The goal of this programming assignment is to complete a partially-written program by filling in functions and function calls as needed.
To begin, you will need to download the HW3 program template linked on the class website, provided in both source code (.cpp) and plain text (.txt) formats for your convenience. You will also need the plain text file, floats.txt, linked there as well. We will access this file using File I/O and the <fstream> library.
In this assignment, we will continue (and conclude) the currency theme of HW1 and HW2 by developing software that will "simulate" a vending machine. From the user's perspective, the program first greets the user and displays a main menu with all of the items offered for purchase and their respective prices. It then prompts the user to select an item for purchase, and then asks them for the number of such items that they want to buy. Then, it calculates the cost, prompts them to insert payment, and computes the change owed in US dollars and coins. Finally, it asks them if they would like to make another purchase, and loops back to the main menu if the user desires. Otherwise, it prints a friendly goodbye message and ends.
Behind the scenes, when the program first begins, it reads in the pricing information per product from a data file, and stores this information for later use in the program.
IMPORTANT: Do NOT alter any of the code in the template when submitting your final program. This assignment is designed to test your understanding of the concept of functions and C++ function syntax. Comments in the template highlight where you are intended to add your code. Changing any code in the template will result in a reduction on your grade. If you are unsure about this, please ask your TA before submitting your final program!
Looking at the requirements above, try to sketch out the "flow" of the program using either a diagram or a sequence of conditional statements written in pseudo-code. Mentally walk through each of the possible paths, and think about what conditions and calculations need to be performed. The template provided should help you in the process.
Start your program with comments based on your design and (the following cannot be emphasized enough..) add portions of code a little at a time. Compile and run your program on a regular basis, so you always have something that runs, even if it only does part of the job. Make sure you have completed the first task, e.g., printing your name to the screen, before you start writing code for the second task.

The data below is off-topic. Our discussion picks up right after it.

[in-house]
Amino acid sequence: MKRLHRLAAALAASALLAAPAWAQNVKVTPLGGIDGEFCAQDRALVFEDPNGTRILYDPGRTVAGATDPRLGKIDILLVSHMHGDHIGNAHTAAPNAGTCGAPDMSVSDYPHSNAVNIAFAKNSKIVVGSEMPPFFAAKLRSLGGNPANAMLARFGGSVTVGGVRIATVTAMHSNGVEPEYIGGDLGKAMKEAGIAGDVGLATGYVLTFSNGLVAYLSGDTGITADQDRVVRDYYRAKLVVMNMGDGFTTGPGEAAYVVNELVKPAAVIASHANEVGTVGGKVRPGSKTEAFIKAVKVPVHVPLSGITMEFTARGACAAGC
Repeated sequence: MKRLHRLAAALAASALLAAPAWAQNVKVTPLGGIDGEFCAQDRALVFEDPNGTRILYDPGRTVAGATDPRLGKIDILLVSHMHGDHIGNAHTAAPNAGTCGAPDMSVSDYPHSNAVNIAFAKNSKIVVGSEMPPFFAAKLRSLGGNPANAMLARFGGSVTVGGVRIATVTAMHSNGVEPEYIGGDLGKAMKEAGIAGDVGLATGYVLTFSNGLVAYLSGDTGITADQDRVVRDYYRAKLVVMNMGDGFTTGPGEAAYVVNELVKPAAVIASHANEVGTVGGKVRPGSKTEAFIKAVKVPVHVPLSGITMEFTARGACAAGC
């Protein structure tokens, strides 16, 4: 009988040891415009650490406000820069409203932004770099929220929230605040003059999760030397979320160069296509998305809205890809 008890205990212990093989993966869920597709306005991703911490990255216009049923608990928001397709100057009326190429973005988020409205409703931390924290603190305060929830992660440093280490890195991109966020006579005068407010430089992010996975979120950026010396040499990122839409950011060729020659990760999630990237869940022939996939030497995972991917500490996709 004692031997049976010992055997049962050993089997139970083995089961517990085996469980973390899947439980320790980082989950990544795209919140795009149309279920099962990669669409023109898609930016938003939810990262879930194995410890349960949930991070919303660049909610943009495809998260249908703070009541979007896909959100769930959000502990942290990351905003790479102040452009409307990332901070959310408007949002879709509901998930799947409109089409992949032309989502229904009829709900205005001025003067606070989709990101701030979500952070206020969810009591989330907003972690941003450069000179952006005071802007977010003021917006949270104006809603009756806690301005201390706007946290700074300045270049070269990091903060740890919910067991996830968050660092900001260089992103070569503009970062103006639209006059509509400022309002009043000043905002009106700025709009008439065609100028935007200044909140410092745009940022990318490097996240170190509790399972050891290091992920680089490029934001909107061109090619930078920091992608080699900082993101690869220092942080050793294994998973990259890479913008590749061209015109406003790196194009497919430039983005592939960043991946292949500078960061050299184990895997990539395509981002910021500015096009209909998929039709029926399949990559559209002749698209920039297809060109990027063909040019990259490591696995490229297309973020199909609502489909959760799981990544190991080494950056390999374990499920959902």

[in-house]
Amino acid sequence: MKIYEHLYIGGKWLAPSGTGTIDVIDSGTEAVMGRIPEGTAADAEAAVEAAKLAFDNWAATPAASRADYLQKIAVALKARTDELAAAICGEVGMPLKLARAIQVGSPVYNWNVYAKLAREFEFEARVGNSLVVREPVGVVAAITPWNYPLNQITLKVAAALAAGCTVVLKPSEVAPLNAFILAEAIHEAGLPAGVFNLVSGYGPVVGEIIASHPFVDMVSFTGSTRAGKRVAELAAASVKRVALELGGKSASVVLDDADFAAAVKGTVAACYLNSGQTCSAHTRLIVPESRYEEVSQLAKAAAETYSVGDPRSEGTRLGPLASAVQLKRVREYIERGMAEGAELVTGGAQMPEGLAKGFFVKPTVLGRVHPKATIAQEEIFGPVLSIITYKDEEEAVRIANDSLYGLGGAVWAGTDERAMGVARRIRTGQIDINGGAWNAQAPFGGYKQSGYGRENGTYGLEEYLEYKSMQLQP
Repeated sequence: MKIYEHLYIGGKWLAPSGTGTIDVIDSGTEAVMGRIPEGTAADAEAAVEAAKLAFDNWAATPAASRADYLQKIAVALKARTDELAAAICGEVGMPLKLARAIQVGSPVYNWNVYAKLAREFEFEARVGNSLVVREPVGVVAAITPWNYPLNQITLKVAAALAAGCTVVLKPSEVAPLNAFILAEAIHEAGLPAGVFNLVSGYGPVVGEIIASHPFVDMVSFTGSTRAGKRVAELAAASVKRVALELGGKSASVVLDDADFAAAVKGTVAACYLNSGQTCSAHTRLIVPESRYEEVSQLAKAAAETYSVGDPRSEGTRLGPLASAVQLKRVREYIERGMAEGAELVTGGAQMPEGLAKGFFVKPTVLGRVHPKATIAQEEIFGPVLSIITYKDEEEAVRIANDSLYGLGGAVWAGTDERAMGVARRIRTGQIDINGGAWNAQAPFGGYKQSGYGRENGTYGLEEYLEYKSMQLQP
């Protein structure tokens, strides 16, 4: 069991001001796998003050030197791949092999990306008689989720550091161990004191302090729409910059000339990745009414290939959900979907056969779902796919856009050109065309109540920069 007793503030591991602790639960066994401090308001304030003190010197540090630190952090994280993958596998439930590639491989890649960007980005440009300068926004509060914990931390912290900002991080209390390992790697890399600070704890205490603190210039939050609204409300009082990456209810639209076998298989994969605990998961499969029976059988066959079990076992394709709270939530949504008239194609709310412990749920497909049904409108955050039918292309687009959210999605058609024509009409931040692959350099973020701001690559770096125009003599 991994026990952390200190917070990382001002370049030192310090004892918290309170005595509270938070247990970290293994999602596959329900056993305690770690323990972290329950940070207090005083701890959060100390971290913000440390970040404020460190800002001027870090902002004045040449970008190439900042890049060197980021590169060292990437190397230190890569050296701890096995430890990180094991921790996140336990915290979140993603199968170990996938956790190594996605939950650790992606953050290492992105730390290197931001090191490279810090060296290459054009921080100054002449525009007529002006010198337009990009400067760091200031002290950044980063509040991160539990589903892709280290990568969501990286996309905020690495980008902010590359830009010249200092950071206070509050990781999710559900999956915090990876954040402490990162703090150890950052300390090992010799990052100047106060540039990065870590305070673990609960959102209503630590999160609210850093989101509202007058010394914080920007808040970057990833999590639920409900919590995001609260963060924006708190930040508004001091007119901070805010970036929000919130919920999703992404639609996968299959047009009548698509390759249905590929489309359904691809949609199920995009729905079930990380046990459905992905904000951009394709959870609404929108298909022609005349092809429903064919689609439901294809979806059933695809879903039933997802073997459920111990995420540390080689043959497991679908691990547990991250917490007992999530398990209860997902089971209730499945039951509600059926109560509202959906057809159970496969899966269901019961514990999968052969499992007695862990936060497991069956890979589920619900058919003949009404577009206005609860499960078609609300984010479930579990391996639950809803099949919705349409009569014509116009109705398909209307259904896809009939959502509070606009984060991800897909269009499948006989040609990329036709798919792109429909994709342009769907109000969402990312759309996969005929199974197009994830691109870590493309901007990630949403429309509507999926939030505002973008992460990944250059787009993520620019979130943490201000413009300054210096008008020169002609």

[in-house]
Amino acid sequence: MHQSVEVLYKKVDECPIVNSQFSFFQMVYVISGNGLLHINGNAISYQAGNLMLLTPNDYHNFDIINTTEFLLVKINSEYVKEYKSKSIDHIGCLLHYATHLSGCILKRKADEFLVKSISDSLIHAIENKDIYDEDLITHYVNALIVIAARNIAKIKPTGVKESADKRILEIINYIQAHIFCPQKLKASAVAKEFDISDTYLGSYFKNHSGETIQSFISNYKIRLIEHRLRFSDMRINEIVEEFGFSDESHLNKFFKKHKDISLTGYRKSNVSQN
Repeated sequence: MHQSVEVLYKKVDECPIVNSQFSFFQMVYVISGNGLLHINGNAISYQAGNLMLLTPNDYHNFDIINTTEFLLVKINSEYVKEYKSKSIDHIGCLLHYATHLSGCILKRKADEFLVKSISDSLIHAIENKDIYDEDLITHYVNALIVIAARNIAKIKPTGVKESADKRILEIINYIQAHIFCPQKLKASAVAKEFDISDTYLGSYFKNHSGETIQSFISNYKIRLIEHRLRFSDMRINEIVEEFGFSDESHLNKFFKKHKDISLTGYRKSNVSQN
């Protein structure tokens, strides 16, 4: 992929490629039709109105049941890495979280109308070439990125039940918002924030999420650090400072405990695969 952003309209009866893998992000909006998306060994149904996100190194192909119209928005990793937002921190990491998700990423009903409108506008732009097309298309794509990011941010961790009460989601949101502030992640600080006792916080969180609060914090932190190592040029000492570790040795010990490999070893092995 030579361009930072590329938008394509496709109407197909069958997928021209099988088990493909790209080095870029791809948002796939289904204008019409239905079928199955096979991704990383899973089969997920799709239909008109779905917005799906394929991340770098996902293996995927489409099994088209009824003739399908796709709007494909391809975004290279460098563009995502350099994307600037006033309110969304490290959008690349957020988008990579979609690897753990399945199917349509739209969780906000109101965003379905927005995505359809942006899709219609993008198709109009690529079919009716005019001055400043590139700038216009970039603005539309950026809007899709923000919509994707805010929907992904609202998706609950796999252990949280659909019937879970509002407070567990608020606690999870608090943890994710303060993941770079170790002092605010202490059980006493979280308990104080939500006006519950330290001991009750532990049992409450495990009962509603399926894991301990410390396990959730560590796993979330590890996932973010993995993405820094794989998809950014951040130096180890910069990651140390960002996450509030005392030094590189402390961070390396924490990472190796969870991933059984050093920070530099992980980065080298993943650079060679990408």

Hint: For this assignment, you are given a large chunk of code that will absolutely not compile from the beginning. You should comment out any code that won't yet compile and begin on the first spot in main() when you need to add your own code. Frequent use of 'cout' statements to print the values of variables to the screen before and after function calls can greatly help you keep the logical flow of the program in check as you write it.
Test your program to check that it operates correctly for all of the requirements listed above. Also check for the error handling capabilities of the code. For debugging purposes, it is useful to "echo" any variables you input, and to print intermediate results as they are calculated.
Important! Make use the error-checking examples given in the template as a model for how you should introduce error-checking for any I/O with the user (that is, whenever you use a 'cin' statement, make sure you get GOOD input, not just ANY input!).
You should comment out your debugging code before you hand in your final version of the program.
When you have completed your C++ program, write a short report (less than half of a page long; a few sentences will suffice) describing what the objectives were, what you did, and the status of the program. Does it work properly for all test cases? Are there any known problems?
Include this report in the comments at the top of your source code file.
FINALLY (this is new), when you are finished, run your full program from start to finish. Copy/paste the entire screen output from at least one full run of your program at the bottom of your source code. Use comments around this output (that is, /* and */) to ensure your program still compiles as-submitted after this addition.
To Submit Homework 3:
(Note: Do not add anything extra to the body of the email! And make sure your FULL name and uark ID number are printed out at the beginning of your program...)
The date/time-stamp on your email will be used to verify that you met the due date above. All late projects will receive reduced credit (10% off if less than 24 hours late, no credit if more than 24 hours late), so hand in your best effort on the due date.